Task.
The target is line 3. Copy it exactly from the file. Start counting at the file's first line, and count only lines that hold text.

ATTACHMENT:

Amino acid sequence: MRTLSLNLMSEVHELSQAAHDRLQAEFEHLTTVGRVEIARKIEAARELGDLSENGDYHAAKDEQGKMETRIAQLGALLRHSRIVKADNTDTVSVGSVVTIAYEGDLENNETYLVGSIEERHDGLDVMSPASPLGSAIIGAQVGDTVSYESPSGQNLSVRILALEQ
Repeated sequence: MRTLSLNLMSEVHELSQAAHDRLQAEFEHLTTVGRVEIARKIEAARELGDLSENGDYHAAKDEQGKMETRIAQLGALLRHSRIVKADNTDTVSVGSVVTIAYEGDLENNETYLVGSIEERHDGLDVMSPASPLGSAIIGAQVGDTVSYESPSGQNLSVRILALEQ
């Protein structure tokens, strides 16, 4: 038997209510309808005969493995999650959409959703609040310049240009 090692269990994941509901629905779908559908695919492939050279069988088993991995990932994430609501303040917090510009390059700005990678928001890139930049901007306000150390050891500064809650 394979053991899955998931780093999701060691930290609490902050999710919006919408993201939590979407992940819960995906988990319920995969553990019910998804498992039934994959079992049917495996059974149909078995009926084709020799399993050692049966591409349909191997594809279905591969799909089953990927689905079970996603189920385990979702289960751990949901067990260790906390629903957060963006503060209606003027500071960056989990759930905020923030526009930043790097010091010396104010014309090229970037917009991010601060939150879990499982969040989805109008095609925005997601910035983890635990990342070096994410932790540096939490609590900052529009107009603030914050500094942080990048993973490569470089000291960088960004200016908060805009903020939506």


């Protein structure tokens, strides 16, 4: 038997209510309808005969493995999650959409959703609040310049240009 090692269990994941509901629905779908559908695919492939050279069988088993991995990932994430609501303040917090510009390059700005990678928001890139930049901007306000150390050891500064809650 394979053991899955998931780093999701060691930290609490902050999710919006919408993201939590979407992940819960995906988990319920995969553990019910998804498992039934994959079992049917495996059974149909078995009926084709020799399993050692049966591409349909191997594809279905591969799909089953990927689905079970996603189920385990979702289960751990949901067990260790906390629903957060963006503060209606003027500071960056989990759930905020923030526009930043790097010091010396104010014309090229970037917009991010601060939150879990499982969040989805109008095609925005997601910035983890635990990342070096994410932790540096939490609590900052529009107009603030914050500094942080990048993973490569470089000291960088960004200016908060805009903020939506």